proteins within cells (9–11). It is becoming increasingly clear,
however, that in addition to its homeostatic functions, autophagy
may be necessary for cellular differentiation, defense from infec-
tion, and many aspects of development in multicellular organisms.
In fungi, there are relatively few reports of autophagy (27), but the
capacity to invade heterogeneous, nutrient poor substrates strongly
suggests that autophagy may be fundamental to the fungal lifestyle.
incompatibility in Podospora anserina (28) and for metal ion
homeostasis in Aspergillus fumigatus (29).
in autophagic cell death of conidia during appressorium develop-
ment (7). ?Moatg8 mutants were unable to undergo conidial cell
collapse, and although they could form appressoria, these were
nonfunctional and unable to cause plant disease. MoATG8 has also
been shown to be involved in regulation of glycogen metabolism
during conidiogenesis (30), and ?Moatg8 mutants produce less
conidia than an isogenic wild-type strain of M. oryzae (7, 30). The
MoATG1 gene was independently identified as a differentially
expressed gene during appressorium formation and shown to be
necessary for pathogenicity (31). These previous studies did not,
however, investigate the precise onset or spatial pattern of auto-
able to demonstrate that autophagosomes are enriched in conidia
as soon as they begin to germinate, less than an hour after landing
on a rice leaf surface. The large burst of autophagic activity
continues in the conidium until it collapses and undergoes cell
death. Significantly, we also observed that autophagy also occurs in
the appressorium during its development and maturation. Auto-
phagosomes and are highly enriched in appressoria and a large
central autophagic vacuole acts as the lytic compartment in matur-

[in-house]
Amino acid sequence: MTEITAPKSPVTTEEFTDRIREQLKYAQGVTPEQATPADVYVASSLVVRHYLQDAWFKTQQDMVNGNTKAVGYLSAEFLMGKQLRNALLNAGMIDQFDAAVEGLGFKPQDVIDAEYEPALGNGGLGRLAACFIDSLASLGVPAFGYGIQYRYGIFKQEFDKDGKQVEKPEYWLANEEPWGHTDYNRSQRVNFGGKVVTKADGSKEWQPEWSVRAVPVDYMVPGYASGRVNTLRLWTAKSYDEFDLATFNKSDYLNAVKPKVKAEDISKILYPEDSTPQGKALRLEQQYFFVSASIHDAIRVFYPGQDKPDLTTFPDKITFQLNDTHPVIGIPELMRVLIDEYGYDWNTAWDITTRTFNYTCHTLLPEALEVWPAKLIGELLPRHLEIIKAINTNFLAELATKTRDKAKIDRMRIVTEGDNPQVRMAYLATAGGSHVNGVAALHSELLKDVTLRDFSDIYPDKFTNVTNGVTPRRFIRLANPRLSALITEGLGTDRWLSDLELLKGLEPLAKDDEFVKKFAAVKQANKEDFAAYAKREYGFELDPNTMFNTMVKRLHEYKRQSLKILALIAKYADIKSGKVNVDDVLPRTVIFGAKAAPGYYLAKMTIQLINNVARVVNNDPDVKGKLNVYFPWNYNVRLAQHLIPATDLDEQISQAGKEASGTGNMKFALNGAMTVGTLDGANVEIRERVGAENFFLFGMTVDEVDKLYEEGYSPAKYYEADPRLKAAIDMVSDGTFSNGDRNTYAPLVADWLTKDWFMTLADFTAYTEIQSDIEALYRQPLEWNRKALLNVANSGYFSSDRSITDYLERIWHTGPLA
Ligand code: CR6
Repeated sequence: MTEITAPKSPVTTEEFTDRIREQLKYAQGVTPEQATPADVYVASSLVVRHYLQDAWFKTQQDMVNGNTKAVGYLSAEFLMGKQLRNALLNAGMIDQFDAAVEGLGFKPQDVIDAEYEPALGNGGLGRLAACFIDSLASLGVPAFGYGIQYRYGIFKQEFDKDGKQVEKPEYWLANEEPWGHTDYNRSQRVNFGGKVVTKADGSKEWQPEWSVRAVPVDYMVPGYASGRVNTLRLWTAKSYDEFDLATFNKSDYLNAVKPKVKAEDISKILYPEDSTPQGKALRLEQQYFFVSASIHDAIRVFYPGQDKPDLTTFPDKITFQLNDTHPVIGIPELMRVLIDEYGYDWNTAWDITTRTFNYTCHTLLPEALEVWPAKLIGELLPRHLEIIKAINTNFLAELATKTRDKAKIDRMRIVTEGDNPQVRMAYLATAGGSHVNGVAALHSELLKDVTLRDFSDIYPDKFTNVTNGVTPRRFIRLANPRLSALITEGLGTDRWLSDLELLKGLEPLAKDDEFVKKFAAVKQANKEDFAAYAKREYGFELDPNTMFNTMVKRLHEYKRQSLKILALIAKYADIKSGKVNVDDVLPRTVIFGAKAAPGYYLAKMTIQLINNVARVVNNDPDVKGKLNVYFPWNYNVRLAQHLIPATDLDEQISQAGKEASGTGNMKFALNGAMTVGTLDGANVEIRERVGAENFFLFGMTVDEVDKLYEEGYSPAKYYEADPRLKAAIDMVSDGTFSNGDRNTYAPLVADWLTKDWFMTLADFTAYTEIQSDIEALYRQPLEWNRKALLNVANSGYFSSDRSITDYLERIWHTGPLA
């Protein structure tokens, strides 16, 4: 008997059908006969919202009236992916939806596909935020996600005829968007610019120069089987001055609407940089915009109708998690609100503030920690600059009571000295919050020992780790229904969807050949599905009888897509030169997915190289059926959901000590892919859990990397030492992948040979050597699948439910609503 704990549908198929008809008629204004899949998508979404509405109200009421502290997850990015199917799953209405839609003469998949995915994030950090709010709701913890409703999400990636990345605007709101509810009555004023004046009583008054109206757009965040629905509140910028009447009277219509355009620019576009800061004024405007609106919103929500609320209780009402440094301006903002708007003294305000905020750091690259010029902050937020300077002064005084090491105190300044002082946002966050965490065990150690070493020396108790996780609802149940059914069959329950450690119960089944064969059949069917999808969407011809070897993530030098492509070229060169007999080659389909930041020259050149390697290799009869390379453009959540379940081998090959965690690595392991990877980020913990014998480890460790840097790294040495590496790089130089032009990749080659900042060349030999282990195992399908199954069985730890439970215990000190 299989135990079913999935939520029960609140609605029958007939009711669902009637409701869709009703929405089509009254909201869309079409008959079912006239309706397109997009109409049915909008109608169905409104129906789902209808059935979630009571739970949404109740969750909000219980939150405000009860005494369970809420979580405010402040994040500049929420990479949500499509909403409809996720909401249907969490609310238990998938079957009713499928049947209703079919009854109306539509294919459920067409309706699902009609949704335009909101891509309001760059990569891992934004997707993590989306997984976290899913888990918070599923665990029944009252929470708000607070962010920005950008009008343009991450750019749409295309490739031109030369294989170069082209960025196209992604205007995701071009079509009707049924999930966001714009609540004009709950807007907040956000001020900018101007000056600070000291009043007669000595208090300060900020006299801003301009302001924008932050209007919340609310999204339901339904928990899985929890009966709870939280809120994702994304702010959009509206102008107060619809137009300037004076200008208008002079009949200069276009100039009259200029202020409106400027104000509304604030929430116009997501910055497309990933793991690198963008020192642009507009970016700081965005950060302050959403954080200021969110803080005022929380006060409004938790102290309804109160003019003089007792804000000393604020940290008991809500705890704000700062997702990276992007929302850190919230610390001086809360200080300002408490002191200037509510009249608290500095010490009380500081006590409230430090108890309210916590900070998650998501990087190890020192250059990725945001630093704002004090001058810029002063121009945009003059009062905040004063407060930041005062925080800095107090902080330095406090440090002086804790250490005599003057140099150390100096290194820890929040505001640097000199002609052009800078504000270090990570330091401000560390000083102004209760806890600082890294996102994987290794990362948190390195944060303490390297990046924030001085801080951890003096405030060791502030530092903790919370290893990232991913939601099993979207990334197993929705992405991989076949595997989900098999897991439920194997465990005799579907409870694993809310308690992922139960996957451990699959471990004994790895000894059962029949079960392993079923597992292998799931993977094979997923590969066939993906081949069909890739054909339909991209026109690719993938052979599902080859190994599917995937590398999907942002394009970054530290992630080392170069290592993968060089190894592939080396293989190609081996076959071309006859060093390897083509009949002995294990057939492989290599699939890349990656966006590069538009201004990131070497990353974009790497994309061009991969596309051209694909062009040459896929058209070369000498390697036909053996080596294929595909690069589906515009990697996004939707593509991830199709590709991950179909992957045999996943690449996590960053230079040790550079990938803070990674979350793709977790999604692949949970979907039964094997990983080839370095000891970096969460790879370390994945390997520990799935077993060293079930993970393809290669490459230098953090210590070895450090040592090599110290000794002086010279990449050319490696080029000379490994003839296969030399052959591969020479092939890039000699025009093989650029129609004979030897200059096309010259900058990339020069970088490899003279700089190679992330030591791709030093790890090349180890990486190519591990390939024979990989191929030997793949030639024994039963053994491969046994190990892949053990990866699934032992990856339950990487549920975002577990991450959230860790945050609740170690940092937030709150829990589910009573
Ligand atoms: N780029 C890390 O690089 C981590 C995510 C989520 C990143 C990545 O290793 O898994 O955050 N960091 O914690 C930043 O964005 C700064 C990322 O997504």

ing appressoria, consistent with previous studies of lipolysis during
appressorium maturation (32). During infection-related morpho-
nonselective autophagy renders M. oryzae unable to
cause rice blast disease. (A) Seedlings of rice cultivar
CO-39 were inoculated with uniform conidial suspen-
sions (1 ? 105ml?1) of ?ku70, Guy11 (wt) and autoph-
?Moatg5, ?Moatg6, ?Moatg7 ?Moatg8, ?Moatg9,
?Moatg15, ?Moatg16, ?Moatg17, and ?Moatg18.
Seedlings were incubated for 5 days to allow develop-
ment of disease symptoms. Very reduced symptom
development was observed on some plants sprayed
with ?Moatg18 conidia, but lesion density was signif-
icantly reduced compared to Guy-11 (P ? 0.001). All
pathogenic. (B) Conidia were germinated on hydro-
phobic glass coverslips and incubated for 24 h to form
appressoria. Micrograph shows conidial collapse in
Guy11. Conidia of macroautophagy mutants such as
?Mgatg4 and ?Mgatg8 did not show conidial cell
death (Scale bars, 10 ?m.)
Deletion of any of the 16 genes required for
uniform conidial suspensions of Guy-11, ?ku70, and autophagy mutants
?Moatg8, ?Moatg11, ?Moatg24, ?Moatg26, ?Moatg27, ?Moatg28, and
?Moatg29. Seedlings were incubated for 5 days to allow development of
disease symptoms. ?Moatg24, ?Mgatg26, ?Moatg27, ?Moatg28, ?Mgatg11,
and ?Moatg29 produced similar disease lesion density on rice seedlings to
and incubated for 24 h to form appressoria. Micrograph shows conidial
collapse in Guy11. Conidia of selective autophagy mutants such as ?Mgatg11
showed conidial cell death in contrast to ?Mgatg8 (Scale bars, 10 ?m.).
Genes involved in selective autophagy in M. oryzae are not required
www.pnas.org?cgi?doi?10.1073?pnas.0901477106Kershaw and Talbot
genesis in M. oryzae, autophagy is therefore necessary for pro-
grammed cell death in the conidium and for differentiation and
active growth in the appressorium. How autophagy occurs in cells
with such different fates in M. oryzae is an intriguing question.
Autophagy is normally considered a pro-survival response that is
essential for cells to contend with nutrient shortage in the extra-
cellular environment. Autophagy is therefore up-regulated when
the nutrient supply is insufficient to meet cellular energy demands
and when cells are exposed to different forms of stress (8–10).